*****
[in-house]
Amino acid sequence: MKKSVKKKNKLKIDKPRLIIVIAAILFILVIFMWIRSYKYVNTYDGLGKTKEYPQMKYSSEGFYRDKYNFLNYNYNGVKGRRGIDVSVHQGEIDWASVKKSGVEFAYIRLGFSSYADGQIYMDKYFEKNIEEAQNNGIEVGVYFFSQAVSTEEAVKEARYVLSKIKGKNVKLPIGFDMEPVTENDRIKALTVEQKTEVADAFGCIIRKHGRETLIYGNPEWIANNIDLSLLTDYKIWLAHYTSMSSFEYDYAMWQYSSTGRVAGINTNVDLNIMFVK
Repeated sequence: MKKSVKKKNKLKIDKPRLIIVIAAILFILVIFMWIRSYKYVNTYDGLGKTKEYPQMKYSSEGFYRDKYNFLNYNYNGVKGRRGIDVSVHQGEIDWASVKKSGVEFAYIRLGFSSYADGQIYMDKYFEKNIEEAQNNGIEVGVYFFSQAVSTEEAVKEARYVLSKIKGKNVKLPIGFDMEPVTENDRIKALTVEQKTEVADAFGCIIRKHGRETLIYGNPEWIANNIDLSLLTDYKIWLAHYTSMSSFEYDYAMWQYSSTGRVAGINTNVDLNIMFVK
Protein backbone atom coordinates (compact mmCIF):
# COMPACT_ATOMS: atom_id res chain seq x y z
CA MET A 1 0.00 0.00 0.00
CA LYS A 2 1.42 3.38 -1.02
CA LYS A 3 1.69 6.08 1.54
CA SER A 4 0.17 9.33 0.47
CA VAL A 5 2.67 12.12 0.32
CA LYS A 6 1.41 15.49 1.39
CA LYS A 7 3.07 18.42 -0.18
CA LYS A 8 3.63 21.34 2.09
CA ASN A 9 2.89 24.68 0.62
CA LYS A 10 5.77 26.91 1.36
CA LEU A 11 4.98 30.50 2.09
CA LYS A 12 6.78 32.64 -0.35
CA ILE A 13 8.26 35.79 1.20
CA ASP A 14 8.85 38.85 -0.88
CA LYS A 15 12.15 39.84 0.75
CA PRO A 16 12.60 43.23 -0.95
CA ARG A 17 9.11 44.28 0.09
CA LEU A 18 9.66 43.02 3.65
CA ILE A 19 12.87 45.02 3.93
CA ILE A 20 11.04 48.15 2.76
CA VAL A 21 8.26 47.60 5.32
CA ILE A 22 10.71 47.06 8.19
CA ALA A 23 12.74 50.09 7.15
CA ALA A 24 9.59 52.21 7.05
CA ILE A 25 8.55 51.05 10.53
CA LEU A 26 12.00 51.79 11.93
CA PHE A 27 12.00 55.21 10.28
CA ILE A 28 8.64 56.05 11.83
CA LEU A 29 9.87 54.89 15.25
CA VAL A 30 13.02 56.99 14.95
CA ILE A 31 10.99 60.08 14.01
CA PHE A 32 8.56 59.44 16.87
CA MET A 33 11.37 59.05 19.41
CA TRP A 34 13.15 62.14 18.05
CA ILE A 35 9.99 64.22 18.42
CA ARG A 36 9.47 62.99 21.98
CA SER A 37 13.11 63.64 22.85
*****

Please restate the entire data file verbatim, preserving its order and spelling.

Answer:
[in-house]
Amino acid sequence: MKKSVKKKNKLKIDKPRLIIVIAAILFILVIFMWIRSYKYVNTYDGLGKTKEYPQMKYSSEGFYRDKYNFLNYNYNGVKGRRGIDVSVHQGEIDWASVKKSGVEFAYIRLGFSSYADGQIYMDKYFEKNIEEAQNNGIEVGVYFFSQAVSTEEAVKEARYVLSKIKGKNVKLPIGFDMEPVTENDRIKALTVEQKTEVADAFGCIIRKHGRETLIYGNPEWIANNIDLSLLTDYKIWLAHYTSMSSFEYDYAMWQYSSTGRVAGINTNVDLNIMFVK
Repeated sequence: MKKSVKKKNKLKIDKPRLIIVIAAILFILVIFMWIRSYKYVNTYDGLGKTKEYPQMKYSSEGFYRDKYNFLNYNYNGVKGRRGIDVSVHQGEIDWASVKKSGVEFAYIRLGFSSYADGQIYMDKYFEKNIEEAQNNGIEVGVYFFSQAVSTEEAVKEARYVLSKIKGKNVKLPIGFDMEPVTENDRIKALTVEQKTEVADAFGCIIRKHGRETLIYGNPEWIANNIDLSLLTDYKIWLAHYTSMSSFEYDYAMWQYSSTGRVAGINTNVDLNIMFVK
Protein backbone atom coordinates (compact mmCIF):
# COMPACT_ATOMS: atom_id res chain seq x y z
CA MET A 1 0.00 0.00 0.00
CA LYS A 2 1.42 3.38 -1.02
CA LYS A 3 1.69 6.08 1.54
CA SER A 4 0.17 9.33 0.47
CA VAL A 5 2.67 12.12 0.32
CA LYS A 6 1.41 15.49 1.39
CA LYS A 7 3.07 18.42 -0.18
CA LYS A 8 3.63 21.34 2.09
CA ASN A 9 2.89 24.68 0.62
CA LYS A 10 5.77 26.91 1.36
CA LEU A 11 4.98 30.50 2.09
CA LYS A 12 6.78 32.64 -0.35
CA ILE A 13 8.26 35.79 1.20
CA ASP A 14 8.85 38.85 -0.88
CA LYS A 15 12.15 39.84 0.75
CA PRO A 16 12.60 43.23 -0.95
CA ARG A 17 9.11 44.28 0.09
CA LEU A 18 9.66 43.02 3.65
CA ILE A 19 12.87 45.02 3.93
CA ILE A 20 11.04 48.15 2.76
CA VAL A 21 8.26 47.60 5.32
CA ILE A 22 10.71 47.06 8.19
CA ALA A 23 12.74 50.09 7.15
CA ALA A 24 9.59 52.21 7.05
CA ILE A 25 8.55 51.05 10.53
CA LEU A 26 12.00 51.79 11.93
CA PHE A 27 12.00 55.21 10.28
CA ILE A 28 8.64 56.05 11.83
CA LEU A 29 9.87 54.89 15.25
CA VAL A 30 13.02 56.99 14.95
CA ILE A 31 10.99 60.08 14.01
CA PHE A 32 8.56 59.44 16.87
CA MET A 33 11.37 59.05 19.41
CA TRP A 34 13.15 62.14 18.05
CA ILE A 35 9.99 64.22 18.42
CA ARG A 36 9.47 62.99 21.98
CA SER A 37 13.11 63.64 22.85